Rapid advances in space technology are creating opportunities to build fit-for-purpose geospatial data infrastructures.
On the basis that ‘everything happens somewhere’, location is a critical information source and a major driver for public sector policy and decision-making. In this context, location information underpins all information.
As the Fourth Industrial Revolution gathers pace, and the United Nation’s Sustainable Development Goals and the World Bank’s Twin Goals influence the global agenda, geospatial professionals have the responsibility to manage data well and to ensure its usage benefits as many people in society as possible.
This is particularly true when it comes to land administration, which is integral to the economic, social and environmental wellbeing of all nations. But many spatial data strategies are not ‘fit-for-purpose’ for developing nations, who are perhaps most in need of modernised systems of land administration. National Mapping and Cadastral Authorities in many nations need a new approach.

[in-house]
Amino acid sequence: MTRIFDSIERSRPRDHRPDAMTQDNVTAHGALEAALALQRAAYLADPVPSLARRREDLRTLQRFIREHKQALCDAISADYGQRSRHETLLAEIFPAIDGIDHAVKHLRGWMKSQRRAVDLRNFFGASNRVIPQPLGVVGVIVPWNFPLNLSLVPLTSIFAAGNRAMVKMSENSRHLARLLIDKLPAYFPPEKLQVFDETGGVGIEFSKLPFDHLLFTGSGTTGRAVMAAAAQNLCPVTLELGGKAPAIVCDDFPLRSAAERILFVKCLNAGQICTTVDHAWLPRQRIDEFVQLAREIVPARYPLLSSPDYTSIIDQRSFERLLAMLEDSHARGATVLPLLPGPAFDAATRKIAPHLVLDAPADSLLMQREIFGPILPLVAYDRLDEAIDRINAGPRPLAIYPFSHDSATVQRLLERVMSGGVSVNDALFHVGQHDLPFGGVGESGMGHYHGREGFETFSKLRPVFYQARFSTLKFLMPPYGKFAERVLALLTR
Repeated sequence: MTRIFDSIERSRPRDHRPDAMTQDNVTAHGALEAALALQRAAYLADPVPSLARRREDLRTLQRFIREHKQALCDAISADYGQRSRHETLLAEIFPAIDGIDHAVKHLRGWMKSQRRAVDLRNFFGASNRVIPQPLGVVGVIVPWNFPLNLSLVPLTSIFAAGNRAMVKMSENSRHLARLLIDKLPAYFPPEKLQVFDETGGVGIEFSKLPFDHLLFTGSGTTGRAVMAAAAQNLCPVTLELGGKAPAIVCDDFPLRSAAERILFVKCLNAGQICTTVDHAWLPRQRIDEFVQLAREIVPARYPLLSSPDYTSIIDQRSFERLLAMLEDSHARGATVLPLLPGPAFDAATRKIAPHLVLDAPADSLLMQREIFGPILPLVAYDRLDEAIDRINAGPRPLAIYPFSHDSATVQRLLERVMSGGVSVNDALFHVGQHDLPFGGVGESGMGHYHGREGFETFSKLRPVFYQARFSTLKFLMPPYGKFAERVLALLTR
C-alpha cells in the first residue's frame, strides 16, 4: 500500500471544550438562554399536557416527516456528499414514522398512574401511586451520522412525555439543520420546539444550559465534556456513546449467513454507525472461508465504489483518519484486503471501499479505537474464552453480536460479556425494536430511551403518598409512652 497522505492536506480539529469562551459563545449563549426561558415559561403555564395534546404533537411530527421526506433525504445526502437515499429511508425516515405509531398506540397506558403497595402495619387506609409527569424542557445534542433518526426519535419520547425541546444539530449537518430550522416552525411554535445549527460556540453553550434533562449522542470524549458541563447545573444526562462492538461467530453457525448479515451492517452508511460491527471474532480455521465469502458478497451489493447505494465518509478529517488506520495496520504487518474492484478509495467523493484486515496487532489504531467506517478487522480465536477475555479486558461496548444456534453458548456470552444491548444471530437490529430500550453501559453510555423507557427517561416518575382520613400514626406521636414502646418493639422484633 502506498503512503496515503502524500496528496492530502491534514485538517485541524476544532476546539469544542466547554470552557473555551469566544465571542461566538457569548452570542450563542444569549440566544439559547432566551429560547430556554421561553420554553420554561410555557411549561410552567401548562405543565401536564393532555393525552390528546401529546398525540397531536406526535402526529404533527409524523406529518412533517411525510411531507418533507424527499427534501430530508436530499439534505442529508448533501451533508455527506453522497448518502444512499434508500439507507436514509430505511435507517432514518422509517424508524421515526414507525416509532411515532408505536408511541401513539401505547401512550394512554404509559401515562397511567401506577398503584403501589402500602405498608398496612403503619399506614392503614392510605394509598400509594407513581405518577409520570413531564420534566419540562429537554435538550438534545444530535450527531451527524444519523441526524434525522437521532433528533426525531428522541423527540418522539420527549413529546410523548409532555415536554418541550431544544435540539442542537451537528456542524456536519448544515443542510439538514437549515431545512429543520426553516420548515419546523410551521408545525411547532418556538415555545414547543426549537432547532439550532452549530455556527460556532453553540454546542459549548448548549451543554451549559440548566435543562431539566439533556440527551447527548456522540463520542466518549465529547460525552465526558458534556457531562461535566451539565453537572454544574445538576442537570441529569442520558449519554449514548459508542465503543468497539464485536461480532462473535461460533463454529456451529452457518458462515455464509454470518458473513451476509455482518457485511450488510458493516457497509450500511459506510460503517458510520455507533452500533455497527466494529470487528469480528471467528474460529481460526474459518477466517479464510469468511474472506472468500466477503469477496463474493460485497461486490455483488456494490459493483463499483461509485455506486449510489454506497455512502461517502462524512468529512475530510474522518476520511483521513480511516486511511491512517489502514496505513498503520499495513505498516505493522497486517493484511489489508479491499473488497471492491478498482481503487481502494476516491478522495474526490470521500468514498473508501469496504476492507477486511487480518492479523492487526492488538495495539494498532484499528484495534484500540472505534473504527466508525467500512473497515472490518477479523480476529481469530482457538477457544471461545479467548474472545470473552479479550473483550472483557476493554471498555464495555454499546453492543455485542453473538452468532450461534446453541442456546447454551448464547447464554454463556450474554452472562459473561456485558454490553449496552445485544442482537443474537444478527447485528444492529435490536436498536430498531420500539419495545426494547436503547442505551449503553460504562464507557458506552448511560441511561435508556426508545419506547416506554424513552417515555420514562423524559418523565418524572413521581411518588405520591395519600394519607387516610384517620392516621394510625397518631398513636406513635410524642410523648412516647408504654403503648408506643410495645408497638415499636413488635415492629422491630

Today, the rapid advancement of space-based Earth Observation presents an opportunity for developing nations to achieve a fit-for-purpose spatial data framework. The goal is a spatial data that is inclusive, accurate, attainable and – crucially – affordable.